Portal:France

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Map of France in the world and position of its largest single land territory in continental Europe.

France (French:  [fʁɑ̃s] Listen), officially the French Republic (French: République française), is a country primarily located in Western Europe, consisting of metropolitan France and several overseas regions and territories. The metropolitan area of France extends from the Rhine to the Atlantic Ocean and from the Mediterranean Sea to the English Channel and the North Sea. The overseas territories include French Guiana in South America and several islands in the Atlantic, Pacific and Indian Oceans. France borders Belgium, Luxembourg and Germany to the northeast, Switzerland, Monaco and Italy to the east, Andorra and Spain to the south, as well as the Netherlands, Suriname and Brazil in the Americas. The country's eighteen integral regions (five of which are situated overseas) span a combined area of 643,801 km2 (248,573 sq mi) and a total population of 67.413 million (). France is a unitary semi-presidential republic with its capital in Paris, the country's largest city and main cultural and commercial centre. Other major urban areas include Lyon, Marseille, Toulouse, Bordeaux, Lille and Nice. France, including its overseas territories, has the most time zones of any country, with a total of twelve.

During the Iron Age, what is now metropolitan France was inhabited by the Gauls. The area was annexed by Rome in 51 BC, developing a distinct Gallo-Roman culture that laid the foundation of the French language. The Germanic Franks arrived in 476 and formed the Kingdom of Francia, which became the heartland of the Carolingian Empire. The Treaty of Verdun of 843 partitioned the empire, with West Francia becoming the Kingdom of France in 987.

In the High Middle Ages, France was a highly decentralized feudal kingdom in which the authority of the king was barely felt. King Philip Augustus achieved remarkable success in the strengthening of royal power and the expansion of his realm, doubling its size and defeating his rivals. By the end of his reign, France had emerged as the most powerful state in Europe. In the mid-14th century, French monarchs were embroiled in a series of dynastic conflicts with their English counterparts, collectively known as the Hundred Years' War, from which they ultimately emerged victorious. Disputes with Spain and the Holy Roman Empire soon followed during the Renaissance. Meanwhile, French culture flourished and a global colonial empire was established, which by the 20th century would become the second largest in the world. The second half of the 16th century was dominated by religious civil wars between Catholics and Protestants ( Huguenots), which severely weakened the country. But France once again emerged as Europe's dominant cultural, political, and military power in the 17th century under Louis XIV following the Thirty Years' War. Despite the wealth of the nation, an inadequate financial model and inequitable taxation system coupled with endless and costly wars meant that the kingdom was left in a precarious economic situation by the end of the 18th century. Especially costly were the Seven Years' War and American War of Independence. The French Revolution in 1789 saw the fall of the absolute monarchy that characterized the Ancien Régime and from its ashes, rose one of modern history's earliest republics, which drafted the Declaration of the Rights of Man and of the Citizen. The declaration expresses the nation's ideals to this day.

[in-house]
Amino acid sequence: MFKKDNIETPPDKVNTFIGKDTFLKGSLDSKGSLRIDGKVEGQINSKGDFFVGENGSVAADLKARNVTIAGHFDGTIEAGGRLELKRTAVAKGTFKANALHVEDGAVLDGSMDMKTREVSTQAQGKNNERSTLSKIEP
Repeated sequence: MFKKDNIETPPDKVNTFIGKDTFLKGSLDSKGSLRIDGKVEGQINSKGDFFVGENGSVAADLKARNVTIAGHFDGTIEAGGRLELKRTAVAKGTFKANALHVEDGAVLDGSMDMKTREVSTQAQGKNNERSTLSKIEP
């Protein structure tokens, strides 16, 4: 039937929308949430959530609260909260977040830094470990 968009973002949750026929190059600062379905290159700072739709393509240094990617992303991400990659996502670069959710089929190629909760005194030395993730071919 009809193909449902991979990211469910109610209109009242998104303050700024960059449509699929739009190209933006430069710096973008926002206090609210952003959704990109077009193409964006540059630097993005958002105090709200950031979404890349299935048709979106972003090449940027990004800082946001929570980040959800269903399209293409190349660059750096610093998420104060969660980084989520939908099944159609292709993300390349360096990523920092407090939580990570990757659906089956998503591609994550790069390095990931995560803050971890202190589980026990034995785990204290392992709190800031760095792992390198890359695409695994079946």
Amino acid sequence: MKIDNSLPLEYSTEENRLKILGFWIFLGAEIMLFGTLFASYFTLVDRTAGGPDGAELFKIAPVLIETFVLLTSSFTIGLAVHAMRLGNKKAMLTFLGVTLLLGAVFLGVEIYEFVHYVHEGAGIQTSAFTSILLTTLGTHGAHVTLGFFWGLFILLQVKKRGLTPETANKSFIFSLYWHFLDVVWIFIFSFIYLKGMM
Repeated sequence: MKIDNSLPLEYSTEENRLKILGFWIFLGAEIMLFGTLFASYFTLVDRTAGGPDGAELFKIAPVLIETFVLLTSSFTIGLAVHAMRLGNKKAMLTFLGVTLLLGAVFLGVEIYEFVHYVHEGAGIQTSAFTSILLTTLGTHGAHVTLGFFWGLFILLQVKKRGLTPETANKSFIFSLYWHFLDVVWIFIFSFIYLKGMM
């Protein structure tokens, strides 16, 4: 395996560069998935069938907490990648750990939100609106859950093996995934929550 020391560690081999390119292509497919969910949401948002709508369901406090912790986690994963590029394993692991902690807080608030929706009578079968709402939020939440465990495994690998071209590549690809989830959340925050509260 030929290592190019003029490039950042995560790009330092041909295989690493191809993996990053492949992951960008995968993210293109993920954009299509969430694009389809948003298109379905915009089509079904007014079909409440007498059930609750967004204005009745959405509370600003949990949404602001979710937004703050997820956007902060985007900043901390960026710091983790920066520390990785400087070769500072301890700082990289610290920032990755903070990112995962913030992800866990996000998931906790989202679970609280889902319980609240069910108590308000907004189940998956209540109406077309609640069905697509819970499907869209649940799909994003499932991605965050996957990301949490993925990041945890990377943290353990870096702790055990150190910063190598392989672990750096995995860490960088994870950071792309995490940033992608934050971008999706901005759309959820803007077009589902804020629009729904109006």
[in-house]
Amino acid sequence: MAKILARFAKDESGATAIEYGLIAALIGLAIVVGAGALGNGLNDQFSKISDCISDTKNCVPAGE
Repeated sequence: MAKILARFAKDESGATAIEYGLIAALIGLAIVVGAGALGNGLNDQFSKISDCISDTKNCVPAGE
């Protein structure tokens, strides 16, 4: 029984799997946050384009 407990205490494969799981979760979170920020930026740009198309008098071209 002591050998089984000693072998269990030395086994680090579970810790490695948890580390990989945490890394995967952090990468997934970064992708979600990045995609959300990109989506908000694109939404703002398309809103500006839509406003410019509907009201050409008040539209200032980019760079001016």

Following the revolution, France reached its political and military zenith in the early 19th century under Napoleon Bonaparte, subjugating much of continental Europe and establishing the First French Empire. The French Revolutionary and Napoleonic Wars shaped the course of European and world history. After the collapse of the empire and a relative decline, France endured a tumultuous succession of governments culminating in the establishment of the French Third Republic in 1870 in the midst of the Franco-Prussian War. France was one of the prominent participants of World War I, from which it emerged victorious, and was one of the Allied powers in World War II, but came under occupation by the Axis in 1940. Following liberation in 1944, a Fourth Republic was established and later dissolved in the course of the Algerian War. The Fifth Republic, led by Charles de Gaulle, was formed in 1958 and remains to this day. Algeria and nearly all other French colonies became independent in the 1960s, with most retaining close economic and military connections with France. ( Full article...)

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Young Boulonnais stallion

The Boulonnais, also known as the "White Marble Horse", is a draft horse breed. It is known for its large but elegant appearance and is usually gray, although chestnut and black are also allowed by the French breed registry. Originally there were several sub-types, but they were crossbred until only one is seen today. The breed's origins trace to a period before the Crusades and, during the 17th century, Spanish Barb, Arabian, and Andalusian blood were added to create the modern type.

During the early 1900s, the Boulonnais were imported in large numbers to the United States and were quite popular in France; however, the European population suffered severe decreases during 20th-century wars. The breed nearly became extinct following World War II, but rebounded in France in the 1970s as a popular breed for horse meat. Breed numbers remain low; it is estimated that fewer than 1,000 horses remain in Europe, mostly in France, with a few in other nations. Studies as early as 1983 indicated a danger of inbreeding within the Boulonnais population, and a 2009 report suggested that the breed should be a priority for conservation within France. The smallest type of Boulonnais was originally used to pull carts full of fresh fish from Boulogne to Paris, while the larger varieties performed heavy draft work, both on farms and in the cities. The Boulonnais was also crossbred to create and refine several other draft breeds. ( Full article...)